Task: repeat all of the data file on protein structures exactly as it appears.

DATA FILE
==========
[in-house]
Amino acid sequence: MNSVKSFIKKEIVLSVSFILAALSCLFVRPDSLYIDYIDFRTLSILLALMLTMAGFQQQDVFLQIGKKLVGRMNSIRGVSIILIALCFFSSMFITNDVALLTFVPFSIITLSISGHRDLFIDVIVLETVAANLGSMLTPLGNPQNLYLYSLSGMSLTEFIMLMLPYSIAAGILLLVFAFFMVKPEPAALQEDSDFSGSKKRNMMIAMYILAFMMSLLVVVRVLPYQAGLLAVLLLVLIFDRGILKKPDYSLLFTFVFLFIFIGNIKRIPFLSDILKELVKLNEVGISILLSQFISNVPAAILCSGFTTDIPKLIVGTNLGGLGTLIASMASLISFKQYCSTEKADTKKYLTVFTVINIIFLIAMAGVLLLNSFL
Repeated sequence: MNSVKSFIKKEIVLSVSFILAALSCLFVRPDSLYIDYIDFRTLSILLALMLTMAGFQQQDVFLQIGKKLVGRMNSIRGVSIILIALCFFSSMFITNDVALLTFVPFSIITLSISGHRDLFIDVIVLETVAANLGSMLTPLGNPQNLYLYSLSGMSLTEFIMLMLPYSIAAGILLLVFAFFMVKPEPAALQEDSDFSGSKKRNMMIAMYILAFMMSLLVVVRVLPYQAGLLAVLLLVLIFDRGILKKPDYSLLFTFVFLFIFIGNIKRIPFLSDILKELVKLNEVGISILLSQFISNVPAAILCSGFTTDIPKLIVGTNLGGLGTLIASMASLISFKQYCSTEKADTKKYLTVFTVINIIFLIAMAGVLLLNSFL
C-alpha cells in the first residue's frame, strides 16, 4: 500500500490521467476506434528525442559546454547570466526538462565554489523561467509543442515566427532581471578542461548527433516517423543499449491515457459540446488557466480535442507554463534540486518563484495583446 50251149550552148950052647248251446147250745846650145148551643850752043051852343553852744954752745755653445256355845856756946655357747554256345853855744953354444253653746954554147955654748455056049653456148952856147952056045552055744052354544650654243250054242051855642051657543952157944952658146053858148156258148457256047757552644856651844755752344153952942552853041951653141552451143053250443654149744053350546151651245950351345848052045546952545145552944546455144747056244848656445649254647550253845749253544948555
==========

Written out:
[in-house]
Amino acid sequence: MNSVKSFIKKEIVLSVSFILAALSCLFVRPDSLYIDYIDFRTLSILLALMLTMAGFQQQDVFLQIGKKLVGRMNSIRGVSIILIALCFFSSMFITNDVALLTFVPFSIITLSISGHRDLFIDVIVLETVAANLGSMLTPLGNPQNLYLYSLSGMSLTEFIMLMLPYSIAAGILLLVFAFFMVKPEPAALQEDSDFSGSKKRNMMIAMYILAFMMSLLVVVRVLPYQAGLLAVLLLVLIFDRGILKKPDYSLLFTFVFLFIFIGNIKRIPFLSDILKELVKLNEVGISILLSQFISNVPAAILCSGFTTDIPKLIVGTNLGGLGTLIASMASLISFKQYCSTEKADTKKYLTVFTVINIIFLIAMAGVLLLNSFL
Repeated sequence: MNSVKSFIKKEIVLSVSFILAALSCLFVRPDSLYIDYIDFRTLSILLALMLTMAGFQQQDVFLQIGKKLVGRMNSIRGVSIILIALCFFSSMFITNDVALLTFVPFSIITLSISGHRDLFIDVIVLETVAANLGSMLTPLGNPQNLYLYSLSGMSLTEFIMLMLPYSIAAGILLLVFAFFMVKPEPAALQEDSDFSGSKKRNMMIAMYILAFMMSLLVVVRVLPYQAGLLAVLLLVLIFDRGILKKPDYSLLFTFVFLFIFIGNIKRIPFLSDILKELVKLNEVGISILLSQFISNVPAAILCSGFTTDIPKLIVGTNLGGLGTLIASMASLISFKQYCSTEKADTKKYLTVFTVINIIFLIAMAGVLLLNSFL
C-alpha cells in the first residue's frame, strides 16, 4: 500500500490521467476506434528525442559546454547570466526538462565554489523561467509543442515566427532581471578542461548527433516517423543499449491515457459540446488557466480535442507554463534540486518563484495583446 50251149550552148950052647248251446147250745846650145148551643850752043051852343553852744954752745755653445256355845856756946655357747554256345853855744953354444253653746954554147955654748455056049653456148952856147952056045552055744052354544650654243250054242051855642051657543952157944952658146053858148156258148457256047757552644856651844755752344153952942552853041951653141552451143053250443654149744053350546151651245950351345848052045546952545145552944546455144747056244848656445649254647550253845749253544948555